A Swiss-Italian cotton baron spun success in Dukinfield
Christian Valentine Koch was one of the most important figures of the Dukinfield cotton spinning industry during the latter part of the nineteenth century.
Born in Switzerland, he was educated in Italy, where his father was a manager of large cotton mills in Salerno. After his father’s death, Christian came to England to learn more about cotton yarn spinning.
He returned to Italy to manage and reorganise the Salerno mills, but the changes he made were very unpopular with his employees. Many people lost their jobs when he replaced the old hand mules with more efficient self-acting mules – and Christian felt the need to carry two revolvers and a dagger in his belt when walking about the mills!
In 1865, he returned to England to marry a cotton spinner’s daughter and settled here permanently. In 1874, he took over Tame Valley Mill and a few years later, built another mill – River Mill – just a few hundred yards away on Park Road. He commissioned construction of Tower Mill, at the end of Park Road, a few years later.
Despite his unpopularity in Italy, Christian Koch was regarded as a model employer here in England. Up to 600 people worked at the three mills and when news of his death, in 1895, reached people of Dukinfield, it’s said that most blinds in homes in the area were drawn out of respect.
Tame Valley Mill
Built in 1853, the four-storey Tame Valley Mill was occupied by George Wainwright’s spinning company until the early 1870s, when it was taken over by Christian V Koch & Co.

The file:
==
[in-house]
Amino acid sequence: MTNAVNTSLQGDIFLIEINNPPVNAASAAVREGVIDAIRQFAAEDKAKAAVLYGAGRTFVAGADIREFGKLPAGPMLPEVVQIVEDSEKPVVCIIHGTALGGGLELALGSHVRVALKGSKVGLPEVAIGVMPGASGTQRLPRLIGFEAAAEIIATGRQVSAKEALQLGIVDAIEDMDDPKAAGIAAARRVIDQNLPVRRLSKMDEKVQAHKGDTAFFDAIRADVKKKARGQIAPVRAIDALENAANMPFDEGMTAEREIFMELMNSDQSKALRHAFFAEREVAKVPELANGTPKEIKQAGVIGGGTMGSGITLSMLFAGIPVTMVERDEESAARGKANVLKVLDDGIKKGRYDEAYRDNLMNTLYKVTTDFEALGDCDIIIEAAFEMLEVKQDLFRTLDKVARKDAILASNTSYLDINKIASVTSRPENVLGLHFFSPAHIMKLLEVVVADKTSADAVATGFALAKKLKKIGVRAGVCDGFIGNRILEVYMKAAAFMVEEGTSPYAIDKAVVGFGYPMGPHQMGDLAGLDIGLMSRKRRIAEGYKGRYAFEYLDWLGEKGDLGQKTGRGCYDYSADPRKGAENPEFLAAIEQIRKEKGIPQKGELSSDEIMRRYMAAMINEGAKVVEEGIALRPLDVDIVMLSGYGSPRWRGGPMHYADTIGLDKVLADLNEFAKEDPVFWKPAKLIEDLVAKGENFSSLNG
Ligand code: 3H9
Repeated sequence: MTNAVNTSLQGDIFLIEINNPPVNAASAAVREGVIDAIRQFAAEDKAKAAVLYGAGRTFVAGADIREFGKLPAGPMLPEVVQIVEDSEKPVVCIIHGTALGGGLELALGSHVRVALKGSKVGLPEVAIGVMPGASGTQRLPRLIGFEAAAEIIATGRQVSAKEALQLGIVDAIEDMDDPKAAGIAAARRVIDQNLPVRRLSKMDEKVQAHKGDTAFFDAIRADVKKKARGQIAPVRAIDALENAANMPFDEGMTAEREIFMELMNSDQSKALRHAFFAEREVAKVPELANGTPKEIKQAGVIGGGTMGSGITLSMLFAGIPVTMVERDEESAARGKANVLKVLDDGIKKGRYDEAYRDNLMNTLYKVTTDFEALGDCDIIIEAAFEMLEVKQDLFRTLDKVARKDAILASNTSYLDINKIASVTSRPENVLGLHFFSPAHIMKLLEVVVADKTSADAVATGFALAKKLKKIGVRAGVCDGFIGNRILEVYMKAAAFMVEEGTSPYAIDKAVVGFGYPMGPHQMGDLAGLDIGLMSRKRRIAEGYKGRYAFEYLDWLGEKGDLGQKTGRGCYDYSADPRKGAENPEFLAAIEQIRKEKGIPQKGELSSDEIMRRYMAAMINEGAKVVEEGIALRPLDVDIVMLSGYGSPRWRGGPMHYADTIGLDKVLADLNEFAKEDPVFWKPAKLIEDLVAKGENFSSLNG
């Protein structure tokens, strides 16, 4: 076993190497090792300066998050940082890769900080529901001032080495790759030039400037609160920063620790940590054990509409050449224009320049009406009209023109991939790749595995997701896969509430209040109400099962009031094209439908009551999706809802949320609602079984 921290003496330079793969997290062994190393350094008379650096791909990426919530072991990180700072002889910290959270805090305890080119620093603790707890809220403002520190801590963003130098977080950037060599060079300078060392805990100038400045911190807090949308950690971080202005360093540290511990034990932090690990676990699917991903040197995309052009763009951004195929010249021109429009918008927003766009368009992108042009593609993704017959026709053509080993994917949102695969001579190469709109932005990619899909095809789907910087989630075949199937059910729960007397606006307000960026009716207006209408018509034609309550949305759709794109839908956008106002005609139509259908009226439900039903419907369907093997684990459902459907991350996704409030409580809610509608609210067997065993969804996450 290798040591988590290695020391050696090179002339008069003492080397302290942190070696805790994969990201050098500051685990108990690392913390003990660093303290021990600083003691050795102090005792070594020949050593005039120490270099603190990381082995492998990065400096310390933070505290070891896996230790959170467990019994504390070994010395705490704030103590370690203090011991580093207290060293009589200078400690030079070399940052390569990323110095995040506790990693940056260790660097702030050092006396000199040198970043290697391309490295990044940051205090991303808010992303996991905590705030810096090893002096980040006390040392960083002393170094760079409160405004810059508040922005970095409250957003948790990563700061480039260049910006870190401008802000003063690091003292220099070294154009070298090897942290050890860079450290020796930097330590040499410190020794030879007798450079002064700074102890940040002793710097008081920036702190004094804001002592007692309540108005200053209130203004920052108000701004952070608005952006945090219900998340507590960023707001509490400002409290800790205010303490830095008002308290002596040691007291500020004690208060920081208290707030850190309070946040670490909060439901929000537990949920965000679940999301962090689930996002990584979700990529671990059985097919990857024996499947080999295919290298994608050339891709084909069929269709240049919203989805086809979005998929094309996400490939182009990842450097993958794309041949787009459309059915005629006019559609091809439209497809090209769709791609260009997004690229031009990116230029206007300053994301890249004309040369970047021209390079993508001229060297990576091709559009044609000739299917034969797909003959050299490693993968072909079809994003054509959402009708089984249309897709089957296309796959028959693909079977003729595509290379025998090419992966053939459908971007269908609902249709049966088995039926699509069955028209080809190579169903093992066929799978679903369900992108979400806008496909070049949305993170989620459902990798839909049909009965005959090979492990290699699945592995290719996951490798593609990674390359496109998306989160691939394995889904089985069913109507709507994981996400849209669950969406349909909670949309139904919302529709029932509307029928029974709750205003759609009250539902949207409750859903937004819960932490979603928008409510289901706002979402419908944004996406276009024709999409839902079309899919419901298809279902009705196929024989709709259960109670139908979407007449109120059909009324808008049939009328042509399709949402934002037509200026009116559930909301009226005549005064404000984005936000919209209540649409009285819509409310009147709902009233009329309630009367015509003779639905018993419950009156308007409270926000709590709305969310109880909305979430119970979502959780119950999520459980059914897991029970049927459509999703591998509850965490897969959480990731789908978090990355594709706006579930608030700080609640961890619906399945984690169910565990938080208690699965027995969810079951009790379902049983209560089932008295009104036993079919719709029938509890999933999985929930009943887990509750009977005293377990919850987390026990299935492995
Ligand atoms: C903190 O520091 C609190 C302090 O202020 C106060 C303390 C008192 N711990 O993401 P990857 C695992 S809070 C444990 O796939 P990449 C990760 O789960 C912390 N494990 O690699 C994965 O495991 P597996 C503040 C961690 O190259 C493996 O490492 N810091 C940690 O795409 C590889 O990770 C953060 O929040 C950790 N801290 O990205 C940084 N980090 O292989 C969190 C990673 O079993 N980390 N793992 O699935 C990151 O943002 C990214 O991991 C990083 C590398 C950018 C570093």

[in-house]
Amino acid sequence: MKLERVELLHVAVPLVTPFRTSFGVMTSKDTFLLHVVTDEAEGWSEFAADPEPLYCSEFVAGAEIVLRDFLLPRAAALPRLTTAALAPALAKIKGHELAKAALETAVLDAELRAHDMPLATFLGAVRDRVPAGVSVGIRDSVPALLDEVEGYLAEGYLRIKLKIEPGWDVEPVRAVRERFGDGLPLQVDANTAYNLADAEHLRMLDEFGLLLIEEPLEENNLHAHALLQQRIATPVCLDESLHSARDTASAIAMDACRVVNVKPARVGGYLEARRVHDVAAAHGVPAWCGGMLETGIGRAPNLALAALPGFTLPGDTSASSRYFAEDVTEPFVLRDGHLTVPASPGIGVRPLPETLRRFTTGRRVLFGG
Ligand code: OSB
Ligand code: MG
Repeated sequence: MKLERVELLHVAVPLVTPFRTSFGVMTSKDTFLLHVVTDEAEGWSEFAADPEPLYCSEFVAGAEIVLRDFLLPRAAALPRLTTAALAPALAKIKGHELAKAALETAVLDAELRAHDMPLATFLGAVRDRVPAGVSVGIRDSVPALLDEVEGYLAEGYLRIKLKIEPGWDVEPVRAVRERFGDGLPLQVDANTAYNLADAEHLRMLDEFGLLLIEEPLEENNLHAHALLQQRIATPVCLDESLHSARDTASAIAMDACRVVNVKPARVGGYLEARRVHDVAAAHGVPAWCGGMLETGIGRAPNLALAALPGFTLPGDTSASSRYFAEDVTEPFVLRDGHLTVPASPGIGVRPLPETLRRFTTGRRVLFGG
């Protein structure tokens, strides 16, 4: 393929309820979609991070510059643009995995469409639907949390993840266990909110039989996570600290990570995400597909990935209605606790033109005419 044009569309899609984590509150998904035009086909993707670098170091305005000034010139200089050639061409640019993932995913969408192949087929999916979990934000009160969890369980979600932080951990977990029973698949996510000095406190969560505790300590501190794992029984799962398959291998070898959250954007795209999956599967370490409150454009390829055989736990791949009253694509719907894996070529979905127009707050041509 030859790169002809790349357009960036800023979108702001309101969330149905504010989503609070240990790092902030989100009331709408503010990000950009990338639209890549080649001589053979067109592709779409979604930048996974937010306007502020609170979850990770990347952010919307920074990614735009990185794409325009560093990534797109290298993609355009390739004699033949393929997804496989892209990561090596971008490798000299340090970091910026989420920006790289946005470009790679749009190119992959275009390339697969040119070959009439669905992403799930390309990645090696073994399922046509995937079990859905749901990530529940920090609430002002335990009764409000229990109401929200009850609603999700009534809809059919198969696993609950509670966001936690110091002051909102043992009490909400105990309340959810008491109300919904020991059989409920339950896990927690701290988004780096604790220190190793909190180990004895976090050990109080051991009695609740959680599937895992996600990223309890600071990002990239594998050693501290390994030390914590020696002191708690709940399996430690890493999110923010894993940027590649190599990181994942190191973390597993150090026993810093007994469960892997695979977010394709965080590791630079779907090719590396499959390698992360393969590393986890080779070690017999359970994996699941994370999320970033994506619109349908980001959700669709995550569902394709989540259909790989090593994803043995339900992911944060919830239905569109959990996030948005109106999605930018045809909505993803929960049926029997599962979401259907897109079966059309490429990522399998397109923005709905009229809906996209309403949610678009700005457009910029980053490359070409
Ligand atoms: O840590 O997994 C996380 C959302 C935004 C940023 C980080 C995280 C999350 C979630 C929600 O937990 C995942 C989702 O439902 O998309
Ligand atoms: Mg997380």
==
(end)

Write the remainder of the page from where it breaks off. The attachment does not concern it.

By 1888, it housed around 26,000 mule spindles. In 1909, a four-storey extension was built, which increased spinning capacity to 43,000 mule spindles.
Tame Valley Mill is now home to our technical textile manufacturing business, Culimeta Saveguard.
Christian V Koch bought the site for Tower Mill in early 1885 and by the following year, the building was finished and roaring with the sound of 44,000 working mule spindles. The design, by Potts, Pickup & Dixon was more ornate than neighbouring mills.
Edward Potts was considered one of the greatest mill architects of Victorian Lancashire, and he and his partnerships designed 200 mills.
Since cotton spinning stopped in Tower Mill in 1955, it has been used by various different industries, including glass fitters, industrial machinery suppliers and rubber product manufacturers.
Home to cotton spinning again – after five decades
In 1989, Tower Mill became a star of the small screen when it was used as the backdrop for the popular BBC television drama Making Out. In 1996, Tower Mill’s historical importance was recognised by English Heritage, when it was given Grade 2 ‘listed’ status.
Tower Mill’s 150-foot-tall chimney and water tower are still prominent in Dukinfield’s skyline. In 2013, English Fine Cottons began a multi-million-pound refurbishment programme to restore the building to its former glory.
The restoration project is ongoing – however, 130-years after it was built for cotton spinning and more than 50 years after it was last used for cotton spinning, Tower Mill is home, once again, to cotton spinning.